Mazama Ash in Montana

July 12, 2002


Provided and copyright by: Rod Benson
Summary author: Rod Benson

This photo was taken 12 miles northeast of Helena, Montana. It shows a layer of ash from an ancient volcanic eruption in Oregon. Volcanic ash is formed when an explosive eruption shatters part of the volcanic mountain (cone) into glass-like dust. Geologists can determine where ash originated by comparing its chemical composition with the compositions of volcanoes found in the region. The layer shown in the photo formed as a result of the explosive eruption of Mount Mazama 7,000 years ago.

According to the January 1991 issue of National Geographic Magazine, the volume of ash produced by Mazama was forty-two times greater than the amount produced by Mount St. Helens in 1980. Prevailing winds caused the ash to spread eastward. This deposit near Helena is over 500 miles northeast of Mount Mazama. The eruption of Mazama also emptied significant amounts of magma from the chamber beneath the mountain. After the eruption the remaining cone collapsed into the chamber, forming a huge crater known as a caldera. Today, Crater Lake (Oregon) fills the caldera of Mount Mazama.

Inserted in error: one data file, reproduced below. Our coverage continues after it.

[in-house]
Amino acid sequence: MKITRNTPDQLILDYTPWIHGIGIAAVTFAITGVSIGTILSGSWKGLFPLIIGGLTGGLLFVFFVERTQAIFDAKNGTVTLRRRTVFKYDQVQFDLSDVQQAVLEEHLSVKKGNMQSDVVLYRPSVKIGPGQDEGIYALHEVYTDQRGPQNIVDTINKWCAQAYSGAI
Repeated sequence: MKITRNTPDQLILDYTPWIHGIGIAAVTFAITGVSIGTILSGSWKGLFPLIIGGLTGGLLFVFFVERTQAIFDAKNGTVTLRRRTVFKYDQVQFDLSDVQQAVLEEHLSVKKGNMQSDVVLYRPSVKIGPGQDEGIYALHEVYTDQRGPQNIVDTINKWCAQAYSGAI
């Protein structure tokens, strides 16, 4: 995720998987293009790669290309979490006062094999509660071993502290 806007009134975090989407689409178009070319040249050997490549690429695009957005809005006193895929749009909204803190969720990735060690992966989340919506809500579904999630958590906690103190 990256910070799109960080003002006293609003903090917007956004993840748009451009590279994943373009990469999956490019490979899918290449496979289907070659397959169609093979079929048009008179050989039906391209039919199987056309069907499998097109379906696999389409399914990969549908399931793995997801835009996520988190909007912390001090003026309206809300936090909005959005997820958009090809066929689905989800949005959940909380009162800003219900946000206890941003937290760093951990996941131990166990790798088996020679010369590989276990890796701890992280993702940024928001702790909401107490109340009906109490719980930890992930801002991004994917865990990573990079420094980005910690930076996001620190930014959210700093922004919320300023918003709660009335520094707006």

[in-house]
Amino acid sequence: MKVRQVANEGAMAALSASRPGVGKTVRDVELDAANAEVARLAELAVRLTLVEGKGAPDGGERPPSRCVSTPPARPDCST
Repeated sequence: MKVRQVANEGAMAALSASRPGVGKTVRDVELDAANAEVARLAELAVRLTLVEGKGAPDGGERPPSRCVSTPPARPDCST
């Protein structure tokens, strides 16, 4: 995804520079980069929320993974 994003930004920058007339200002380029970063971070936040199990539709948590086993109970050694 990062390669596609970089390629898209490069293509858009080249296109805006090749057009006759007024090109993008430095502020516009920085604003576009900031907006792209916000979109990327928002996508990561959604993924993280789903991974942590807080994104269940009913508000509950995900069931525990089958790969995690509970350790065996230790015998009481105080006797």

An even more impressive example of a volcanic eruption happened in southern Idaho 10 million years ago. Several rhinos at an ancient waterhole in Nebraska were buried beneath 8 feet of ash from this eruption.

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